Redrafting and literary agents/editors/publishers...

otaylor

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Hello! I'm new to the forum, and have spent some time checking out threads on the above topics. Firstly, I'd like to say a general thank you for all the resources and knowledge gathered here, it's great. I feel like a bit of an idiot coming to it so late...

Anyway, I thought I'd start a new thread to ask some advice, apologies in advance if I've missed an existing discussion where this is covered.

As background, I recently finished my first novel (dystopian, near-future sci-fi)! It felt great! Then I did some research and a little redrafting (probably not enough, but I'm a complete-first-draft kind of person), tried to find relevant agents and sent it out. A bunch of polite rejections later, I'm probably where most of you are, those who would love to have people read your work and dream of being able to make a living as a writer... Which brings me here, to learn :)

Redrafting: I find this insanely hard. I can see problems, but can't find ways to fix them. I can see endless restructuring possibilities, but moving some things undoes others, and I can rarely tell if one set up is better than another. I think this is what I would have longed for out of traditional publishing - someone to work with, who could help me make some of those judgement calls (and of course who could help reassure me that it's any good and worth the time). Basically I'm caught here between depressing myself trying to endlessly rework it (I haven't done that yet), and wanting to move on to keep the flame of writing alive, whilst hoping eventually I luck out with an agent. Any advice on this front would be great. What do you do when you are at the stage where you have a fully functional novel, that works and is coherent, with a good level of editing (as much as one person can achieve with their own thing)? It's done, it works, but of course you know it isn't perfect... Leave it and move on (I want to write fantasy novels too!), or keep seeking perfection? I probably answered my own question there, but interested in other opinions...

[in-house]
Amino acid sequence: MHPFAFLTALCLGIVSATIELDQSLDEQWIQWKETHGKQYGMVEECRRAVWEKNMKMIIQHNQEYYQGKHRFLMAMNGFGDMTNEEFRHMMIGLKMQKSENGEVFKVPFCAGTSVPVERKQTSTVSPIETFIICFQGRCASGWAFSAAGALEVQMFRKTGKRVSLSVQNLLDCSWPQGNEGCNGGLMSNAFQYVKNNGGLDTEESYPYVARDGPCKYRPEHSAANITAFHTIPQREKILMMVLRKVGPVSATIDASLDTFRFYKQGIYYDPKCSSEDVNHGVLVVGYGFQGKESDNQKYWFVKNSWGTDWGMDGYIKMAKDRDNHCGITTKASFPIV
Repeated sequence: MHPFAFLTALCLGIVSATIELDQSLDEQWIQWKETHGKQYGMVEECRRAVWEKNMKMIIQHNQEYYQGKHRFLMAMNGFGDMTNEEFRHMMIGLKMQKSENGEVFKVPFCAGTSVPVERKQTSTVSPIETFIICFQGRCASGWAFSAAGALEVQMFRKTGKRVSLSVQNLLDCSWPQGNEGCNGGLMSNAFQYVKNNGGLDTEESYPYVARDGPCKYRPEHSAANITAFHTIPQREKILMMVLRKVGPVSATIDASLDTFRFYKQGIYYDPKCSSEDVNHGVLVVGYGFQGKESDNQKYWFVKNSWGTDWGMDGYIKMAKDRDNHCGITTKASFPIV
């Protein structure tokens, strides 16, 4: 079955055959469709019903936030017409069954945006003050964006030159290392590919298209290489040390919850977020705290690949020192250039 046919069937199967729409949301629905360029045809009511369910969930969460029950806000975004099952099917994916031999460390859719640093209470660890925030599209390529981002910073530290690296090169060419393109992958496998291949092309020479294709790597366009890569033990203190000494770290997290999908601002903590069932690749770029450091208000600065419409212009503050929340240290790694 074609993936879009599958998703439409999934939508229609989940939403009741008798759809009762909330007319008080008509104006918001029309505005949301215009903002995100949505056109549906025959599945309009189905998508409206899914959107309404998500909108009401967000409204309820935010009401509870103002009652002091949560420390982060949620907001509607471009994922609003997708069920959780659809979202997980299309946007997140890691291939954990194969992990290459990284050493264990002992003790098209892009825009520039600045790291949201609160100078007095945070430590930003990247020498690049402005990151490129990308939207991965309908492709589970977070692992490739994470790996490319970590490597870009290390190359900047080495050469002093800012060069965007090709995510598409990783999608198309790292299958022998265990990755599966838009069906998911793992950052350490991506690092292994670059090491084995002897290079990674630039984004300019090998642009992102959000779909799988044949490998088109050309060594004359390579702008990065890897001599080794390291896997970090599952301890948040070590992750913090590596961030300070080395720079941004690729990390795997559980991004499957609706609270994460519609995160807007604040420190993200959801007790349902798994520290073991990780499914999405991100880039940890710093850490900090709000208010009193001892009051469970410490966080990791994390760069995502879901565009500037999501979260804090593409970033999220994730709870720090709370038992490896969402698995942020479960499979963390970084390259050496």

Agents: I'm reluctant to ask this as it will seem like I'm avoiding my own research... but any advice on looking for genre agents? I spent ages and in the end I only found about ten that I could send the manuscript to, and most of them have got back to me by now. I was being selective though. I heard there's a sort of yearly almanac with agent contact details. Has anyone tried buying this before? Is it worth it? It feels like there are so many things out there trying to profit from the dream of being a writer, my spidey-scepticism-sense is on permanent alert.

Obviously I could eventually share some stuff on this forum, but the book's 140k+ so it's a big ask to get anyone to read it, so maybe only tiny chunks here later on. I've had some really nice feedback so far, but I probably need to get out of the friends and family circle :ROFLMAO:.

Apologies for the long post :)
 
The Writers' and Artists' Yearbook is probably what you're thinking of. It's worth a look, or at least was when I was looking for an agent. All I can say is to follow their stipulations to the letter: if they want a synopsis, give them one, etc.

As for editing, I don't think you can achieve perfection, but you can certainly get to a point where you're putting out quality stuff that could be published (not that that means it will, sadly). That means not making the classic mistakes, as well as being on top of grammar and structure. That's a basic standard but a lot of people never get there. Structural problems are different and harder to figure out, but the more you read and write, the more you'll see how other authors do it.

In the meantime, practice! I would keep writing, but keep learning too. There are some good how-to books out there: On Writing is very good, and Wonderbook is often recommended. If you can find a decent writing group, join it - that helped me immensely. Also, there's the critiques section here. I think you can post stuff there after 30 posts. It's sometimes hard to see what you're doing wrong or right until someone else helps.